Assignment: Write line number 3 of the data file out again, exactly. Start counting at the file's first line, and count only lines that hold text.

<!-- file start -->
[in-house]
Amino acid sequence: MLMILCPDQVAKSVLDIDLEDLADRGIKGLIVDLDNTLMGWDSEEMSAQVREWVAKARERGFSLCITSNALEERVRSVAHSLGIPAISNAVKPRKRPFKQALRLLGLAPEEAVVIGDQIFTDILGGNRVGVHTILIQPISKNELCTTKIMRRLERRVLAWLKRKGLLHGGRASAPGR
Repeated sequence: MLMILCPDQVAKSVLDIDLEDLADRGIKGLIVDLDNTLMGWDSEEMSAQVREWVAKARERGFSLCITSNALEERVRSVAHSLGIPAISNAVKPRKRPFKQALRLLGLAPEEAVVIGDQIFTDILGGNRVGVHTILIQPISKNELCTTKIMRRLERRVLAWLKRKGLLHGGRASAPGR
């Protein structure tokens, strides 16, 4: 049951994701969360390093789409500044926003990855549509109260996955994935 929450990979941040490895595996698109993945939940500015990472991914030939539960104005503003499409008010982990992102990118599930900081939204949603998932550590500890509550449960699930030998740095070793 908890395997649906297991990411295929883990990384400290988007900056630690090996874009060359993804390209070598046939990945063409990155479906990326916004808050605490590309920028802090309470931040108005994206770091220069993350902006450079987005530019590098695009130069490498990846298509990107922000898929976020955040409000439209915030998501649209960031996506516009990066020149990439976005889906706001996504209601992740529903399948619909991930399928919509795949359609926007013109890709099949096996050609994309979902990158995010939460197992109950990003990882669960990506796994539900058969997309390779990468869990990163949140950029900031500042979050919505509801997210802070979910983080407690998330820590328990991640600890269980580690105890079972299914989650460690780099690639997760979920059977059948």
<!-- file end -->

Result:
Repeated sequence: MLMILCPDQVAKSVLDIDLEDLADRGIKGLIVDLDNTLMGWDSEEMSAQVREWVAKARERGFSLCITSNALEERVRSVAHSLGIPAISNAVKPRKRPFKQALRLLGLAPEEAVVIGDQIFTDILGGNRVGVHTILIQPISKNELCTTKIMRRLERRVLAWLKRKGLLHGGRASAPGR